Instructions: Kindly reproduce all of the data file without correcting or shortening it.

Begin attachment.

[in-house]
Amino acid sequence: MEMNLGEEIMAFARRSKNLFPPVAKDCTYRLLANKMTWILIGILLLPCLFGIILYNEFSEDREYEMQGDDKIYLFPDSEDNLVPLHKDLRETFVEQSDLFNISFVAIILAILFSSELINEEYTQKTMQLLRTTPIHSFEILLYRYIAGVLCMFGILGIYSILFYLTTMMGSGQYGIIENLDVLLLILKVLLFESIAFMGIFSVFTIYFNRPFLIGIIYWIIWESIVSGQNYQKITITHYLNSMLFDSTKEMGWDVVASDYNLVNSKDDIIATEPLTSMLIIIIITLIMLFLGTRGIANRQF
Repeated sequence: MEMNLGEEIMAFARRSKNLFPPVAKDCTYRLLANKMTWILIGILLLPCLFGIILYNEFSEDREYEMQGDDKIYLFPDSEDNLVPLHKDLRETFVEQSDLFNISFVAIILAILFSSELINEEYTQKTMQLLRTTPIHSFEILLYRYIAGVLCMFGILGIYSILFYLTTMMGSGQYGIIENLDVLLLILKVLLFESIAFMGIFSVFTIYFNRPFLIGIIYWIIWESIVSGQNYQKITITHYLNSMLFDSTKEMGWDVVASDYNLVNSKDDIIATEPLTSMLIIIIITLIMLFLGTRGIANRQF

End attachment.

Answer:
[in-house]
Amino acid sequence: MEMNLGEEIMAFARRSKNLFPPVAKDCTYRLLANKMTWILIGILLLPCLFGIILYNEFSEDREYEMQGDDKIYLFPDSEDNLVPLHKDLRETFVEQSDLFNISFVAIILAILFSSELINEEYTQKTMQLLRTTPIHSFEILLYRYIAGVLCMFGILGIYSILFYLTTMMGSGQYGIIENLDVLLLILKVLLFESIAFMGIFSVFTIYFNRPFLIGIIYWIIWESIVSGQNYQKITITHYLNSMLFDSTKEMGWDVVASDYNLVNSKDDIIATEPLTSMLIIIIITLIMLFLGTRGIANRQF
Repeated sequence: MEMNLGEEIMAFARRSKNLFPPVAKDCTYRLLANKMTWILIGILLLPCLFGIILYNEFSEDREYEMQGDDKIYLFPDSEDNLVPLHKDLRETFVEQSDLFNISFVAIILAILFSSELINEEYTQKTMQLLRTTPIHSFEILLYRYIAGVLCMFGILGIYSILFYLTTMMGSGQYGIIENLDVLLLILKVLLFESIAFMGIFSVFTIYFNRPFLIGIIYWIIWESIVSGQNYQKITITHYLNSMLFDSTKEMGWDVVASDYNLVNSKDDIIATEPLTSMLIIIIITLIMLFLGTRGIANRQF